When the bell rings this school year, they want school buses to get students to school safe and on time.
Parents remembered the headaches when school started last year and the buses their kids were waiting on that never came.
"Yeah, we had to take them to school a couple of times because the bus never came," said Nakia Fleming, whose four sons ride the school bus.
Durham Bus Services, the company that contracts with the school system to transport Shelby County students, was in the hot seat.
Last year there were accidents, buses didn't show up at stops and drivers were hired without a thorough back ground check.
"Our board has been crystal clear; not happy with the performance. The community is not happy with the performance. I'm not happy with the performance. If we don't get the benefit of our bargain and the company doing what they were hired and promised to do, we are gonna hold them accountable," said Shelby County School Superintendent Dorsey Hopson.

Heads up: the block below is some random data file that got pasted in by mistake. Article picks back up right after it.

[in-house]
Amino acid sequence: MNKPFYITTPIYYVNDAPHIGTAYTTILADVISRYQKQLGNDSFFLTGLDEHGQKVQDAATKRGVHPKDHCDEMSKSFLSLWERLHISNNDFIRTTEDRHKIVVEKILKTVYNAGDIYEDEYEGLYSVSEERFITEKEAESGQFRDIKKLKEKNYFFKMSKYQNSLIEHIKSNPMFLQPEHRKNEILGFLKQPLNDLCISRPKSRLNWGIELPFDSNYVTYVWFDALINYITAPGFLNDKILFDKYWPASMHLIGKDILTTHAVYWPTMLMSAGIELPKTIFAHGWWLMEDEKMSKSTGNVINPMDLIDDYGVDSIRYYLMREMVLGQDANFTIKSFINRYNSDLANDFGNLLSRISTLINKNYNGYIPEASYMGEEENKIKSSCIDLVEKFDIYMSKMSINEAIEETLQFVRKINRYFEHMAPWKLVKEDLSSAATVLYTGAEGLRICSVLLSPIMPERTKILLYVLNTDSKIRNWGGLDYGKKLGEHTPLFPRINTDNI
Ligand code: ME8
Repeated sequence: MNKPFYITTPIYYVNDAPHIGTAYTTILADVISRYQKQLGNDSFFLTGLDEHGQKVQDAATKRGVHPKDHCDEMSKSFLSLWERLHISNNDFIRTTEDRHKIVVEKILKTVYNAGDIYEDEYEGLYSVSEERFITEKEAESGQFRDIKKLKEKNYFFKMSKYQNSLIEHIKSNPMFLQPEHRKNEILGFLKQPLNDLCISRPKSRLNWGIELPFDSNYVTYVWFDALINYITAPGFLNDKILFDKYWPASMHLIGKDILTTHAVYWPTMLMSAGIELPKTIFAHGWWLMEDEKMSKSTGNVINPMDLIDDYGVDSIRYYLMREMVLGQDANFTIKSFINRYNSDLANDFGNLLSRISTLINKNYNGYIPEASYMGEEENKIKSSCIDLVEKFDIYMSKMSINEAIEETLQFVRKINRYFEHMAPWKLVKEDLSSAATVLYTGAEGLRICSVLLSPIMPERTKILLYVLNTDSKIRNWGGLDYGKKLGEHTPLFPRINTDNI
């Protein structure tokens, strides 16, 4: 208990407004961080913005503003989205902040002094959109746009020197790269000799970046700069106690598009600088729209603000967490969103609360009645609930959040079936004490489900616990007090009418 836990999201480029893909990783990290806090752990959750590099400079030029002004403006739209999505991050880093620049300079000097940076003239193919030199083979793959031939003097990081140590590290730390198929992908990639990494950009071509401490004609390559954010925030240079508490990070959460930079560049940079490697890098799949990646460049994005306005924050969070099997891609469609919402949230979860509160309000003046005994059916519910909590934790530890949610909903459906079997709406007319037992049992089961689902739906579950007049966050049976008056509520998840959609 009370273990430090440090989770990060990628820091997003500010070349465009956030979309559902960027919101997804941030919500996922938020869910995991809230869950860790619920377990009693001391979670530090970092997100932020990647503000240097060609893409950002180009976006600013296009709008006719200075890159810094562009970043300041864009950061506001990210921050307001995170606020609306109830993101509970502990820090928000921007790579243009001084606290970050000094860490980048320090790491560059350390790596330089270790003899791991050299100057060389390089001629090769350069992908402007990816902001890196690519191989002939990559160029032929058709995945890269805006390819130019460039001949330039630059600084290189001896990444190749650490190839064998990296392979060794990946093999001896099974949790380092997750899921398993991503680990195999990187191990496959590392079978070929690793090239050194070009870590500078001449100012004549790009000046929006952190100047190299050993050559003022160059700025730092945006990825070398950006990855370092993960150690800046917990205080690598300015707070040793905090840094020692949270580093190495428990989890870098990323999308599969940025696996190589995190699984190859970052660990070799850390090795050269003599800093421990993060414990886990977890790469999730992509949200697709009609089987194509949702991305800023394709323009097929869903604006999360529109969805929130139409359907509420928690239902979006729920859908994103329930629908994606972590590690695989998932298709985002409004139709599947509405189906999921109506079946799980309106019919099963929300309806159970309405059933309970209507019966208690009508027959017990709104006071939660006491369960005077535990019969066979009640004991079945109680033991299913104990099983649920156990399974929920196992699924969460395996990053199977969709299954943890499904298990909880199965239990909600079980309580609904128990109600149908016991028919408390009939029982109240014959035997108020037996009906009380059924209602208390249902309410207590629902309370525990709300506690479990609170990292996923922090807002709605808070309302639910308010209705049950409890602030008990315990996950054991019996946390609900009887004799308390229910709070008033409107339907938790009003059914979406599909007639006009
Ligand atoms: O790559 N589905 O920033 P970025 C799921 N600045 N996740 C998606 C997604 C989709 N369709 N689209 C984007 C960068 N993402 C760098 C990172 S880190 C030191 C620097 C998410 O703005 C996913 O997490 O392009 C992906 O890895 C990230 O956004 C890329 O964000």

Durham has hired more drivers and made several other changes.
"They hired about six new safety trainers and managers that have been on the ground about 3 or 4 months. Their whole recruiting and training process for new drivers has changed in a significant way. So we hope that we see the fruits of their labor," said Hopson.
They also hoped to see fewer accidents.
"Monitoring is ongoing. We receive month to month how many accidents and how many were their fault," said School Board member Teresa Jones.
"I just hope they have it where the kids can get on and have their bus cards on the first day of school," said parent Nakia Fleming.
Durham has also installed new GPS monitoring on many buses.
The school system said this would not only help the drivers, but also allow the school system to determine if buses are arriving on time.